Stephen Burbank, the arbitrator in the Jimmy Graham case, was standing in the lobby of a Metairie hotel following Graham’s grievance hearing two weeks ago, politely declining to discuss anything about the case other than maybe acknowledging who he was.
So, trying another tactic, your intrepid correspondent inquired of Burbank about his then-boss, Mike Fitts, the dean of the University of Pennsylvania Law School who took over as president at Tulane on Tuesday.
Burbank obliged, and in the course of the conversation, it was mentioned that outgoing Tulane President Scott Cowen was the one who successfully challenged the BCS, Burbank gave a quizzical look and asked, “What’s the BCS?”
Which goes to demonstrate the depth of the esteemed Professor Burbank’s football knowledge.
Or lack thereof.
Of maybe he’s just a good lawyer.
Whatever, Burbank’s ruling which was made public on Wednesday (Wasn’t it supposed to be on Thursday? Does the absent-minded professor not know what day of the week it is?) was a legalistic one, using the overwhelming evidence and testimony concerning the spirit of the wording in the NFL’s collective bargaining agreement vs. the “essentialist (that’s “literal” for the less-educated among us) wording” of the clause Graham claimed made him deserving to be paid as a franchise wide receiver rather than as a tight end because of where he lined up a majority of the time.
“The objective in any question of the interpretation of a written contract, of course, is to determine ‘What is the intention of the parties as derived from the language employed?’” was one of the precedents (from Hartford Accident & Indemnity Co. vs. Wesolowski) Burbank referenced.
Wow. We haven’t heard legalize used like that since John Houseman in “The Paper Chase.”
But the point is made.
Jimmy Graham was drafted as a tight end and has been considered a tight end by everyone, including himself via his Twitter and Facebook accounts. So trying to use a phrase about the size of the tender depending on a minimalistic definition proved to be a loophole that Burbank wasn’t buying.
Maybe Graham, his agent, Jimmy Sexton, the NFL Players Association and their assorted lawyers knew that was a Hail Mary with Aqib Talib and Richard Sherman defending the end zone.
But you can’t blame a guy for trying, especially with $5 million at stake.
That’s the difference between the franchise level for tight ends and wide receivers.
But it’s pretty well agreed that, barring a successful appeal, before the July15 deadline for Graham to accept the Saints’ tender the two sides will agree to a deal that will make Graham the highest paid tight end in league history at somewhere between $9 million-$10 million a year.
Which is a nice chunk of change for someone who played only a single season of college football and a 1,000 percent raise over his rookie contract.
This isn’t the old days when Tom Benson and Jim Finks played hardball when negotiating with players like Bobby Hebert and Pat Swilling. And then what?
Sean Payton’s testimony that Graham is, as the Saints see it, a tight end, was apparently one of the major determining factors’ in Burbank’s ruling. The Saints coach certainly was cited enough.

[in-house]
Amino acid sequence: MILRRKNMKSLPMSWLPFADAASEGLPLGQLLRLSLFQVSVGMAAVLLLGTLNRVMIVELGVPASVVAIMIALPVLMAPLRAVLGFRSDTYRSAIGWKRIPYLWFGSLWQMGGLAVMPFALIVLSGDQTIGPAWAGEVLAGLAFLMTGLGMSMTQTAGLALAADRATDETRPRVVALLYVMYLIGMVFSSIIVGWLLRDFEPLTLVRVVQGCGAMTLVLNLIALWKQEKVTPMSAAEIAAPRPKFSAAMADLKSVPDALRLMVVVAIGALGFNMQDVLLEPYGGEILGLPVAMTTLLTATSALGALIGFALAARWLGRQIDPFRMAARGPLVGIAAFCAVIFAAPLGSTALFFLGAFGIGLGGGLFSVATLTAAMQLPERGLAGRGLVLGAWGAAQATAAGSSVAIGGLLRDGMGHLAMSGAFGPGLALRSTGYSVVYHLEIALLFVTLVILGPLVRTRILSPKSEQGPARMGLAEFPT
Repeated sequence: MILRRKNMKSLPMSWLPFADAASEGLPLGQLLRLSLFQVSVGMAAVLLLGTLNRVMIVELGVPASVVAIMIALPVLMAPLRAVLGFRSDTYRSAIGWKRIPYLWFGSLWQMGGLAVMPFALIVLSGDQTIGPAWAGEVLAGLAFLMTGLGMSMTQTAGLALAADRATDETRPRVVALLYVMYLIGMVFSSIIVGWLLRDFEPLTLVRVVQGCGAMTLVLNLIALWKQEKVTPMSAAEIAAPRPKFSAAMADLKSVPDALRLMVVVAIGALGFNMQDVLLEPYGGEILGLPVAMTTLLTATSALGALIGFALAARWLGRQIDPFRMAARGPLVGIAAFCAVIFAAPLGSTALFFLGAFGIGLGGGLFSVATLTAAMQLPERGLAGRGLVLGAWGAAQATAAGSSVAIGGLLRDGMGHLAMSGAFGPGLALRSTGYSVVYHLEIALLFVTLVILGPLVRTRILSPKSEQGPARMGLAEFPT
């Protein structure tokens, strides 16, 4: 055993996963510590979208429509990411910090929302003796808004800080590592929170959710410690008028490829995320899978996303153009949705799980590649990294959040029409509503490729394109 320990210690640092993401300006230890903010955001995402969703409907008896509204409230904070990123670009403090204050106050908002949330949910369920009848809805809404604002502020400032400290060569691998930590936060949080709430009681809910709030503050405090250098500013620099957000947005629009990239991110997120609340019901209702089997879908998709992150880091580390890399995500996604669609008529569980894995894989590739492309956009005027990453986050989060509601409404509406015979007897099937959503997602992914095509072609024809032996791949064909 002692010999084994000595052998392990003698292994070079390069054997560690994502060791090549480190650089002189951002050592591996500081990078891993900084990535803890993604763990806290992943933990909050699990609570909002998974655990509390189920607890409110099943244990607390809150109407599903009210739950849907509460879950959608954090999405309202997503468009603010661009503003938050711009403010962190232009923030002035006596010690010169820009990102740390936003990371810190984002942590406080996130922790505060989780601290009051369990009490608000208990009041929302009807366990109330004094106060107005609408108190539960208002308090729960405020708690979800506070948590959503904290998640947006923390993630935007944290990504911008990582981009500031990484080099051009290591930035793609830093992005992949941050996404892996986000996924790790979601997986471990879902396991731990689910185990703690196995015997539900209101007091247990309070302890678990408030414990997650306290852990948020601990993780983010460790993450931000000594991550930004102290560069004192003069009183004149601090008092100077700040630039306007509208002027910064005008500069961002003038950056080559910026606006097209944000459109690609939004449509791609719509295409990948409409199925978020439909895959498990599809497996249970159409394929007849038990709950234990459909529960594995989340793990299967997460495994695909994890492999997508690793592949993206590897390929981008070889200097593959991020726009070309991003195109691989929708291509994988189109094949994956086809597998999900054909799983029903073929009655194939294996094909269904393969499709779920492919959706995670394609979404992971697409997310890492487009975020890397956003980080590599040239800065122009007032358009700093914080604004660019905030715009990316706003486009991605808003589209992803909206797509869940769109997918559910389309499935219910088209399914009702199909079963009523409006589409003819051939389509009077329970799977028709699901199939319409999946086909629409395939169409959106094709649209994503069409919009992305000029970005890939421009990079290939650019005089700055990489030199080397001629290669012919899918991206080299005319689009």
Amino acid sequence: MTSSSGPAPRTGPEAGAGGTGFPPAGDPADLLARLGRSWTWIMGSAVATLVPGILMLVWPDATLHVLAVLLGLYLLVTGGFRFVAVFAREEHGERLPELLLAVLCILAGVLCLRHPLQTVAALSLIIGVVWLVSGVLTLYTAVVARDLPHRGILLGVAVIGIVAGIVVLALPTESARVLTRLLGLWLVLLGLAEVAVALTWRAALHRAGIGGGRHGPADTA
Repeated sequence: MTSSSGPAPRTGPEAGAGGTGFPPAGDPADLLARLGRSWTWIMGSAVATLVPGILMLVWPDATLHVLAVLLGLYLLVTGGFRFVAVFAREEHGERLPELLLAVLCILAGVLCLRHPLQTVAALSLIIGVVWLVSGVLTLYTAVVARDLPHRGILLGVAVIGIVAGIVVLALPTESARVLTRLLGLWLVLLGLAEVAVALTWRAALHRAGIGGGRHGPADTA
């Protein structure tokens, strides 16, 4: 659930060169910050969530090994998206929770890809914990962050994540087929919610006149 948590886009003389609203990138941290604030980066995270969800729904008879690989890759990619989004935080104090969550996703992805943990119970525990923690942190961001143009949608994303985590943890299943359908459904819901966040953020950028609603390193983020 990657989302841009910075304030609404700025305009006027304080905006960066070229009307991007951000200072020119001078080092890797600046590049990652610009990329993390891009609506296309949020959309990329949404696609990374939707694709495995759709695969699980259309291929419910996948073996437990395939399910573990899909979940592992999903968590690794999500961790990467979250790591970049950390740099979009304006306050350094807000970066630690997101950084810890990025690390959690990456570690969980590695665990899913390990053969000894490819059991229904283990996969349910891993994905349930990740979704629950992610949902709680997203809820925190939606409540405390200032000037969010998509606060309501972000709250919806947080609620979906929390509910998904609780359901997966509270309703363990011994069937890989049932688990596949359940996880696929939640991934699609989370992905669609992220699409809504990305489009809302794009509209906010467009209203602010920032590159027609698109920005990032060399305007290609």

We don’t how Payton really feels, but obviously he was doing the bidding of his superiors at taking the team’s side. That’s understandable.
But if and when a deal is struck, what effect will this have on the relationship between Graham and Payton, and its All-Pro player and the club in general?
While everyone will outwardly behave like professionals, it would only be human nature for some strong feelings to linger.
On the day that Payton testified in the hearing, Graham emerged from the room looking agitated, as any player would after hearing his coach argue the opposing side.
Whether Graham comes to training camp in a funk is up to him. He’s always been a model of decorum, so it’s unlikely.
But if Graham is still an unhappy camper three weeks from now, he would do well to remember that it’s been the Saints who saw the potential in the rawest of players and, with the considerable factors of Graham’s own character, talent and work ethic figured in, have molded him into the best pass-catching tight end in football.
Payton’s system and being fortunate enough to have Drew Brees as his quarterback have had a lot to do with that, too.
And Payton, if he hasn’t already, surely will convey the message to Graham that he is as highly valued as ever and that whatever went on before the arbitrator was strictly business. Maybe he’ll take Graham out for a round of golf at The Greenbriar.
However, there’s another school of thought that Graham’s value will diminish as the Saints make maximum use out of first-round draft pick Brandin Cooks while putting more emphasis on the running game and that the team should look on Graham in that light.
That well could be.
But wouldn’t having increased production from all aspects of the offense help produce a better team, one that many see making a Super Bowl run?
Isn’t that what it’s supposed to be all about?
Well yes. But as Professor Burbank put it in terms that fans and non-fans can understand, “This dispute is about money.”
And now, hopefully, it’s almost over.